So basic has now become so complex that instead of your grandmother we need people with PhDs...

everyday New Zealanders could easily agree on basic foods - pies, KFC, Big Macs, beer, cheese rolls, kiwi dip, lolly cake, jelly tips. Taking GST off these would save people $000s,

I guess a working group is just to agree on things a bit better, much like a jury group is composed I suppose.

What makes it common sense? Why food? Why not power, petrol, and other basic costs of living?
I assume bread is basic food. What if they put raisins in it? What if they put lots of sugar in it? What if they put icing on it? What if they deep fry it? You basically need a team of 'grandmothers' categorising every single piece of food in the country.

Maybe I'm wrong and it's more honorable than common sense as Kate mentioned.

Food is a fundamental cost of living as you cannot exist without it. You can exist without electricity and power.

Regarding your bread example, the criteria for GST free status could involve less than x% sugar, less than y% added fruit. Excludes deep fried bread.

The list of foods could be updated once a year.

Homes are also a fundamental cost of living. Why do we make them so expensive and not incorporate that into ones overall health and wellbeing?

double post.

Labour had some stupid idea to subsidise heating. All the parties are terrible with subsidies except for Act, who want open borders. Democracy doesn't work when people are this stupid.

The following foods are GST-free:

bread and bread rolls without a sweet coating (such as icing) or filling – a glaze is not considered a sweet coating
cooking ingredients, such as flour, sugar, pre-mixes and cake mixes
fats and oils for cooking
unflavoured milk, cream, cheese and eggs
spices, sauces and condiments
bottled drinking water
fruit or vegetable juice (of at least 90% by volume of juice of fruit or vegetables)
tea and coffee (unless ready-to-drink)
baby food and infant formula (for children under 12 months of age)
all meats for human consumption (except prepared meals or savoury snacks)
fruit, vegetables, fish and soup (fresh, frozen, dried, canned or packaged)
spreads for bread (such as honey, jam and peanut butter)
breakfast cereals.

All or nun,

Cross pasted from the 90 sec at 9 thread:

Seeing as how Winnie the Wizened is all for taking GST off of 'basic food', here are a few examples from the Big Dry Red Country across the ditch about how blindingly simple it really is....

Simple definition of 'food'

Simple definition of food along the food chain:

Simple definition of GST-free food

Simple definition of food-which-isn't-food

Simple definition of how to see if your 'food' is taxable

Simple definition of your business accounting needs if you deal in food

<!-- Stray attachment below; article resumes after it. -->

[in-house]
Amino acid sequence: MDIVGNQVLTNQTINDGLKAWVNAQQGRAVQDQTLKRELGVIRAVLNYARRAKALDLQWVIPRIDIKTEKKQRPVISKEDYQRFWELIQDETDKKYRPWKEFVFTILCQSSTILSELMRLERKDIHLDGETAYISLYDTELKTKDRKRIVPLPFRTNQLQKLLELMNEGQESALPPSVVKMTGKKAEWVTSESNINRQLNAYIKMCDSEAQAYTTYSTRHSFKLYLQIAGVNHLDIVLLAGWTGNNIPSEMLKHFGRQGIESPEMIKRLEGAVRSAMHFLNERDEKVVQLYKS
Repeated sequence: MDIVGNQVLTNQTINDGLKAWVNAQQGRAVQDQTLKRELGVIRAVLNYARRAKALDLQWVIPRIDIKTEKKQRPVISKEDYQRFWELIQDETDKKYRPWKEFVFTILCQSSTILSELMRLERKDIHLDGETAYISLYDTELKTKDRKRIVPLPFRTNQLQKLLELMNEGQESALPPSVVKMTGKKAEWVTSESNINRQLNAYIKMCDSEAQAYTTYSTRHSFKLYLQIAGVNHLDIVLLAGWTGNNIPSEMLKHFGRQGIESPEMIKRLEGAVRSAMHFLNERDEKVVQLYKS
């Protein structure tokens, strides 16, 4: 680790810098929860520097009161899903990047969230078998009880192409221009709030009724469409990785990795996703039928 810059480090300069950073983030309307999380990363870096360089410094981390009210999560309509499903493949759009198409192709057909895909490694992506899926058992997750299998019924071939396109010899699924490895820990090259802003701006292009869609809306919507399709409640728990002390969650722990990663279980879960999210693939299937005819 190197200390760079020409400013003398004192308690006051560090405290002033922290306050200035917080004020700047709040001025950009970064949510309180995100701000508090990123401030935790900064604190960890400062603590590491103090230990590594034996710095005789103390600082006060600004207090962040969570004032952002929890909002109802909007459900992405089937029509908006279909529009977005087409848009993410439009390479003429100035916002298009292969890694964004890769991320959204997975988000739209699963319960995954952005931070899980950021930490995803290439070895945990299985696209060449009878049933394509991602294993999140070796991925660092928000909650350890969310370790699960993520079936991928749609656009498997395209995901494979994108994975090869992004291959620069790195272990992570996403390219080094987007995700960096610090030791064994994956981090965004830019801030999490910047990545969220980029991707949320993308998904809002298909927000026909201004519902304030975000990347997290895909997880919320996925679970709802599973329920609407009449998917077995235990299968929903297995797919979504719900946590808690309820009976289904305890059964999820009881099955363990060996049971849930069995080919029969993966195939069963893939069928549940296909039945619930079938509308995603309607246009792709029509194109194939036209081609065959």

Simple definition of Simplified Accounting Methods if you deal in food (just classify yerself correctly, mind, there are Penalties for telling porkies - taxable or not)

See? It's Simple!

LOL ... cooking ingredients, such as flour, sugar

McVities defended its classification of Jaffa Cakes as cakes at a VAT tribunal in 1991, against the ruling that Jaffa Cakes were biscuits due to their size and shap...

Our GST works well and brings in good money for the govt due to being no exceptions and at 15%. Would be a compliance nightmare and endless arguments about what comprises a basic food. Also does Winston really think the fruit and vege prices would stay a bit lower. They wouldn't. Prices would be back to pre GST changes prices quicker than he could finish a bottle of single malt. And any benefit would go to the sellers and producer, not the consumer. No one could prove it wasn't seasonality or supply and demand. I can't notice any difference in prices between the supermarket and the non GST registered vendors at the Farmers market. This is one of those feel good political slogans which is completely impractical.

You're saying removing taxes won't make things cheaper for people?

In that case, why argue adding taxes will make things more expensive for people?

Removing tax from food will still see suppliers competing on price, and thus will result in lowering of prices. Your farmers market example relies on the ability to price about the same as supermarkets but simply pull in more profit.

Competition works. It's a foundation element of capitalism.

Basic food..Bread, Milk, Eggs and Banana. May be Baked beans too. Period.

Alex - suggest you contact some Oz folks - accountants, food retailers and the like - to get their views on just how Simple the whole thing really is. Would stop a lotta needless electron-torturing on these 'ere threads.....

What about basic beer?

You should be good, Winnie will be looking for GST-less basic Whisky

How hard is it to work out Basic foods. Get an old Aunt Daisy or Edmonds cookbook and learn what can be made from scratch and you are there.

Where there's no will, there's no way.